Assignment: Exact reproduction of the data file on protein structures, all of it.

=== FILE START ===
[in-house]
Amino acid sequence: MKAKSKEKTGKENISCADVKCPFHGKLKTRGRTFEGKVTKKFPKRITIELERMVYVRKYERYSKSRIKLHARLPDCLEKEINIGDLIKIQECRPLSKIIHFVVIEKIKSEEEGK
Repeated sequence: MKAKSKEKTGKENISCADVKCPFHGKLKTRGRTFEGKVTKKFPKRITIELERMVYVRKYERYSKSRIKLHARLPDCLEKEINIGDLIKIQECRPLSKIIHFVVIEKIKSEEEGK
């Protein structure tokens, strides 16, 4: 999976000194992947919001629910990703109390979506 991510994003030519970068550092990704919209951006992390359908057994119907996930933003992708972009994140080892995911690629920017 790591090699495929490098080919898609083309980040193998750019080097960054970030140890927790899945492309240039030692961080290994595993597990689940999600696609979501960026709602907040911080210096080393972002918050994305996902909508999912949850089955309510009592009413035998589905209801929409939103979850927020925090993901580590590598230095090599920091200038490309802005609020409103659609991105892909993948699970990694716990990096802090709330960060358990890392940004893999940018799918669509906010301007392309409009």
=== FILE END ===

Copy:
[in-house]
Amino acid sequence: MKAKSKEKTGKENISCADVKCPFHGKLKTRGRTFEGKVTKKFPKRITIELERMVYVRKYERYSKSRIKLHARLPDCLEKEINIGDLIKIQECRPLSKIIHFVVIEKIKSEEEGK
Repeated sequence: MKAKSKEKTGKENISCADVKCPFHGKLKTRGRTFEGKVTKKFPKRITIELERMVYVRKYERYSKSRIKLHARLPDCLEKEINIGDLIKIQECRPLSKIIHFVVIEKIKSEEEGK
């Protein structure tokens, strides 16, 4: 999976000194992947919001629910990703109390979506 991510994003030519970068550092990704919209951006992390359908057994119907996930933003992708972009994140080892995911690629920017 790591090699495929490098080919898609083309980040193998750019080097960054970030140890927790899945492309240039030692961080290994595993597990689940999600696609979501960026709602907040911080210096080393972002918050994305996902909508999912949850089955309510009592009413035998589905209801929409939103979850927020925090993901580590590598230095090599920091200038490309802005609020409103659609991105892909993948699970990694716990990096802090709330960060358990890392940004893999940018799918669509906010301007392309409009």